My guest this week is fellow author and good friend, Marja McGraw. She has some very interesting things to say about her decision to self-publish the books in her two mystery series.
"When I started writing, my friends and family, of course, told me I had talent. What else were they supposed to say? After all, they were just that – friends and family. Someone sent me an article about a self-publishing company. I’d never heard of such a thing and jumped right on it. I knew nothing about finding a traditional publisher.
The first thing I discovered was that there was a stigma attached to being self-published. I wrote a third book and had learned a little about traditional publishing, so I started submitting the manuscript. I read somewhere that whether or not your book is accepted or rejected sometimes depends on the reader’s mood that day. Without going into a long story, I discovered the truth in that statement, and I moved on to other publishers.
Oh, joy, my book was accepted, and so were the next four. One of my Sandi Webster Mysteries led to a spinoff series, The Bogey Man Mysteries. I decided to go with a different publisher for the second series. The series was accepted and I was on my way.
Then things began to change. I learned more about the business and realized I wasn’t all that happy on my current path. The two publishers wanted to take one road, and I wanted to take another. We couldn’t seem to get past that fork in the road. At least, I couldn’t.
It was time to make a difficult decision. I was able to cancel all of the contracts with both publishers, do a slight rewrite on the books, create new book covers, and before I knew it I was back where I started, in a manner of speaking. I re released all of the books by self-publishing them. Self-publishing had changed and there were more opportunities for me.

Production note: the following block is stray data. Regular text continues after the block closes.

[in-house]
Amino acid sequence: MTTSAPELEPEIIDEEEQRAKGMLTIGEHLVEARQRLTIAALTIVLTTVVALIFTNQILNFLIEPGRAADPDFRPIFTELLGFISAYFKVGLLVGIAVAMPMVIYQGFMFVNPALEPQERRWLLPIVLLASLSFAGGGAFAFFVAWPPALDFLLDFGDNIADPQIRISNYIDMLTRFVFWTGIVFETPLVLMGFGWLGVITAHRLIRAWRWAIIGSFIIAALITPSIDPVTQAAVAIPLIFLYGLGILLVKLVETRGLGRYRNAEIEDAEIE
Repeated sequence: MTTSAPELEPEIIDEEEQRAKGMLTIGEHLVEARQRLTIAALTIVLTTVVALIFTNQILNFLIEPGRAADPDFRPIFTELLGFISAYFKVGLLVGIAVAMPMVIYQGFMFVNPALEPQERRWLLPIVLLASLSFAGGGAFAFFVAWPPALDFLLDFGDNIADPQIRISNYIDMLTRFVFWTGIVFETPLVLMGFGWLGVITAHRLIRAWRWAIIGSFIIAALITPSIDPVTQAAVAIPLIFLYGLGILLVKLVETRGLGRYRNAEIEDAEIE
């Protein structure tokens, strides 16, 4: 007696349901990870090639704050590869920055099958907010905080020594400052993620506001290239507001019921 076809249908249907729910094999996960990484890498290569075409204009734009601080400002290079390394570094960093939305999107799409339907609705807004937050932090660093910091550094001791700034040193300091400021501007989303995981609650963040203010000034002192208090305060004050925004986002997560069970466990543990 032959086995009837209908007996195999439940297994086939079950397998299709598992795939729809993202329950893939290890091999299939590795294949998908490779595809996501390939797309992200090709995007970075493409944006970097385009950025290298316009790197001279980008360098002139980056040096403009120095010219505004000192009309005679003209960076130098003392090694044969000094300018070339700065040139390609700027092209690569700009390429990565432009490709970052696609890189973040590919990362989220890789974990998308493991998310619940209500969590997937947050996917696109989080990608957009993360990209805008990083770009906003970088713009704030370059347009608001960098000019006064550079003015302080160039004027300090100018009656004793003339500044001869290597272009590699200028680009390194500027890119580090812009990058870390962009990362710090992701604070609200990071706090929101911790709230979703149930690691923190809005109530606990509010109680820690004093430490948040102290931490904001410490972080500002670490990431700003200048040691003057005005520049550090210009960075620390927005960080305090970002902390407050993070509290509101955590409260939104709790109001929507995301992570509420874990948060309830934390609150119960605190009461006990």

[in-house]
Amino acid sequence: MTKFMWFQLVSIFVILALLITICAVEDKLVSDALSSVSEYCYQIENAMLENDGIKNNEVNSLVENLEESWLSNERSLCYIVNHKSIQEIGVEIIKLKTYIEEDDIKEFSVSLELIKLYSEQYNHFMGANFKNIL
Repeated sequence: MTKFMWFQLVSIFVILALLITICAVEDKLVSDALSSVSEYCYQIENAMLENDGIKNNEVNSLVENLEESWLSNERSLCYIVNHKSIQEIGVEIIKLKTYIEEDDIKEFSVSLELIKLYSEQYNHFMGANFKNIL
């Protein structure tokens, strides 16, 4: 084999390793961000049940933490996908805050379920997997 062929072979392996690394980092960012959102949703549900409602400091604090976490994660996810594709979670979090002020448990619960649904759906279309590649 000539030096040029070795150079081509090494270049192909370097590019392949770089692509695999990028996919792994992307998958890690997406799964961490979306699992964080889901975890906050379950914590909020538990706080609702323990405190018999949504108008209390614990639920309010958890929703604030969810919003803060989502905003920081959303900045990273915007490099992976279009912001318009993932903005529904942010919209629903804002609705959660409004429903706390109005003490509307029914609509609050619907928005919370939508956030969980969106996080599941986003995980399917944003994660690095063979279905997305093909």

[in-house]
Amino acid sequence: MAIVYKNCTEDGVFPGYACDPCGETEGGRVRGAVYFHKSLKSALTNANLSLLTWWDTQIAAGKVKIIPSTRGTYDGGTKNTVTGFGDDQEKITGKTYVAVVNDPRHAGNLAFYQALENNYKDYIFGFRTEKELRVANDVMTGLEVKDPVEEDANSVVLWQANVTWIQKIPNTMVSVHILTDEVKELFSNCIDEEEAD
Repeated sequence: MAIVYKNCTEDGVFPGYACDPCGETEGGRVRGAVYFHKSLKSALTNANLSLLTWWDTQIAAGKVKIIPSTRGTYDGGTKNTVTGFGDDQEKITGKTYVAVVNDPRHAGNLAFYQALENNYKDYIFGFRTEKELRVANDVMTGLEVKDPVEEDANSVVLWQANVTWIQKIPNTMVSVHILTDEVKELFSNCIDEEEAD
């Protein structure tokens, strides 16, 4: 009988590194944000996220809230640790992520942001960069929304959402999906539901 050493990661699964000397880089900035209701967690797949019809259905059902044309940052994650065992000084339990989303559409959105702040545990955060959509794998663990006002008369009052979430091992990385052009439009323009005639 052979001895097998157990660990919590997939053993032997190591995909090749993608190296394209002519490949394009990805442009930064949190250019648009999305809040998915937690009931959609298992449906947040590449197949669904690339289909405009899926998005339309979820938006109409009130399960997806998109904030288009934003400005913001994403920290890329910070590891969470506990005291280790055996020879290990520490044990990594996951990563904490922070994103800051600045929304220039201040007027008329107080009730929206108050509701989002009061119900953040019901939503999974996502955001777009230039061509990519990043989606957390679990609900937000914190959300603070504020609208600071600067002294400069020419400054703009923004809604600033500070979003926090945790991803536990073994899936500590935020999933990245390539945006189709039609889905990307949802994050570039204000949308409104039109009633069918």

One drawback was that now I had to do all of my own promotion and marketing. Honestly, even with traditional publishers I was doing most of it anyway, so I guess it’s actually a non-issue.
The books have been doing fairly well and by the time I left the traditional publishers I had a fan base in place. That helped a lot. I wasn’t coming out of the blue with readers wondering who I was.
One last point I’d like to make. I’ve discovered that if you had a traditional publisher in your past, the stigma seems to disappear to a great extent.
Would I recommend self-publishing to other writers? No. Each writer has to make up their own mind. I can’t offer any advice. I know that I’ve been happy since I became my own boss. I’m in control, or out of control as the case may be, and I made the right choice for me.
Take your time and don’t make a sudden decision. Research and decide what’s right for you. Follow the road that makes you happy with your choice of career."
To read more about Marja's books and/or to order them:
Marja McGraw was born and raised in Southern California. She worked in both civil and criminal law, state transportation, and most recently for a city building department. She has lived and worked in California, Nevada, Oregon, Alaska and Arizona.
She wrote a weekly column for a small town newspaper in Northern Nevada, and conducted a Writers’ Support Group in Northern Arizona. A past member of Sisters in Crime (SinC), she was also the Editor for the SinC-Internet Newsletter for a year and a half.
Marja writes two mystery series: The Sandi Webster Mysteries and The Bogey Man Mysteries, which are light reading with a touch of humor. She also occasionally writes stories that aren’t part of a series.
Marja says that each of her mysteries contains a little humor, a little romance and A Little Murder!
She now lives in Washington, where life is good.